Federal Trade Commission Findings

The Federal Trade Commission conducted a nation-wide survey and found that "the emotional trauma of bereavement, the lack of information, and time pressures, place the consumer at an enormous disadvantage in making funeral arrangements." Based on its findings, the Commission created a set of rules to regulate the funeral industry.

Some of the reports to the FTC that prompted regulation against questionable practices were:

  • Many undertakers refused to give price information over the phone, making it extremely difficult for the consumer to compare prices upon the death of a loved one. And once the body was sent to a mortuary, few next-of-kin were willing to move it if the price was higher then expected.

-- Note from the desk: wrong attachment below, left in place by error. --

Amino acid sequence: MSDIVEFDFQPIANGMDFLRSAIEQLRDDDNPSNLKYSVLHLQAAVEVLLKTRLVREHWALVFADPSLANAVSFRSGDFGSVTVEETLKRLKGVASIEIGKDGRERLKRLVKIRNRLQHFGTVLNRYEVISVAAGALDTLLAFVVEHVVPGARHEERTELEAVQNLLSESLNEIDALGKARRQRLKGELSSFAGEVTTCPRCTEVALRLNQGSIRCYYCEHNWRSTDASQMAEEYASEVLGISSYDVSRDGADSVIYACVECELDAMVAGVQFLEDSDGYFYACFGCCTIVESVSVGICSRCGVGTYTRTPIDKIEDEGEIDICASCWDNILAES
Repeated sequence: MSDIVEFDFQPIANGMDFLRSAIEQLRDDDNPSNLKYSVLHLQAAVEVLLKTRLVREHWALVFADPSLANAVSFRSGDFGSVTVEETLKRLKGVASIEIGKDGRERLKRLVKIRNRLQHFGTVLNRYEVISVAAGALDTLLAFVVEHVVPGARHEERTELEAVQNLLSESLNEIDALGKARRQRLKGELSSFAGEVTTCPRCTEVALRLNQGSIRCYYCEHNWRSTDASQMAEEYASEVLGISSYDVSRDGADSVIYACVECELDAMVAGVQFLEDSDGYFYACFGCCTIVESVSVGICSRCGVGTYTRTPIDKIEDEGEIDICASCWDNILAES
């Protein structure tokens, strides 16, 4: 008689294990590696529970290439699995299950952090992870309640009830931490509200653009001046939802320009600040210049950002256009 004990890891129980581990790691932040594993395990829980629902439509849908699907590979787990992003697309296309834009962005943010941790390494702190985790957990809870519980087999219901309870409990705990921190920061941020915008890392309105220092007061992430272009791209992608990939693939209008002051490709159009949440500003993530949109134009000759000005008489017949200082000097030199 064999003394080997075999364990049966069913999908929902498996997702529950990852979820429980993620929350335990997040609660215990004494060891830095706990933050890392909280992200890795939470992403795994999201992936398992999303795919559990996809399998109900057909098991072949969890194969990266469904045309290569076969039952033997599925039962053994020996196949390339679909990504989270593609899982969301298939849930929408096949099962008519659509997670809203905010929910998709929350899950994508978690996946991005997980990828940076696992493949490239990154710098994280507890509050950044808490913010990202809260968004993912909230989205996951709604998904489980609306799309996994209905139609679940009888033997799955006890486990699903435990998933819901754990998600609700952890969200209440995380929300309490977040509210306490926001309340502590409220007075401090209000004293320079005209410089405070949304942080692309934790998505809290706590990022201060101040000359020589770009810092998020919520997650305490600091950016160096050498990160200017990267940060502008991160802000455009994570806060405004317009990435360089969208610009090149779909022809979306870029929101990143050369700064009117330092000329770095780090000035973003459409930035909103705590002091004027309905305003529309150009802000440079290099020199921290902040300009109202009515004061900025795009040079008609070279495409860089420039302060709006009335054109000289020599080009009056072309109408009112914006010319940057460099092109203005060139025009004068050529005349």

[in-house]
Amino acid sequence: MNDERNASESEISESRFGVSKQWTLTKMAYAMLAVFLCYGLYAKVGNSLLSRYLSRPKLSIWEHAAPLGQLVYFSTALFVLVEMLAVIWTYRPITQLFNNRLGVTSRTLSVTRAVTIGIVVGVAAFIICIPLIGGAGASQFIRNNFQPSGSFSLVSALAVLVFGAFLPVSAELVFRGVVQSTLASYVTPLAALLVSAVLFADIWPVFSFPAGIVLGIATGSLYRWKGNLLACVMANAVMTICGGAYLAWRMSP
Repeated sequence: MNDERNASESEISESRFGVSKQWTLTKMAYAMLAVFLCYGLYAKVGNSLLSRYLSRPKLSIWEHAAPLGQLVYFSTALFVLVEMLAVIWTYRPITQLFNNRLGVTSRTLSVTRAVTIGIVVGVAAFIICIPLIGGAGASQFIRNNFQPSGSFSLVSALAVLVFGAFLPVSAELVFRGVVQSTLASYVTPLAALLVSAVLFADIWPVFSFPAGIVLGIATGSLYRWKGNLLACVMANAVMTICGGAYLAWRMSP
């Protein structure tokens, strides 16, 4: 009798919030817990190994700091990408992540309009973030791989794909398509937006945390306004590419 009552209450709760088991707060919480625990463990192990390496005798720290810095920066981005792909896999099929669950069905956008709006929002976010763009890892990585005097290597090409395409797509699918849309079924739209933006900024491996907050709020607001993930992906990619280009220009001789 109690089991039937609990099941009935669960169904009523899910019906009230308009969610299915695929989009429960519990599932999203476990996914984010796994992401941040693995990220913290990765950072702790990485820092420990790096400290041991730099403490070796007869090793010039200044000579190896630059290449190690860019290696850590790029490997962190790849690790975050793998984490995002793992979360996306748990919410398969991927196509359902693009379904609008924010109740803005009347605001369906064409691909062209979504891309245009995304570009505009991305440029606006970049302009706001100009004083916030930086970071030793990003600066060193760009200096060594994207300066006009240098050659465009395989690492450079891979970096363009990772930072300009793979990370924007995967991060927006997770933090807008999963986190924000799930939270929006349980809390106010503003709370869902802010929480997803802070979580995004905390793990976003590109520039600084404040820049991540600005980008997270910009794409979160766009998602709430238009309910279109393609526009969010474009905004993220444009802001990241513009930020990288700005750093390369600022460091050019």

• Funerals were usually sold as a package, rather than on an item-by-item basis that would permit the consumer to eliminate the cost of unwanted materials or services.

  • Morticians frequently advanced payments — to florists, pallbearers, and clergy — for which the consumer was billed at an increased cost.

  • Consumers often were given clearly inaccurate information: that embalming was required by law, or that the qualities of a "sealed" casket would preserve the body forever.

  • Low-price coffins were kept out of sight or in out-of-the-way places in a funeral establishment, or displayed in colors which would discourage their selection. In other cases, the funeral director might refer to simple services as "disposals," implying that the remains were to be treated as refuse.

Information is a funeral consumer's best self-defense against manipulation by less-than-ethical undertakers.

Copyright © FAMSA~FCA 1996


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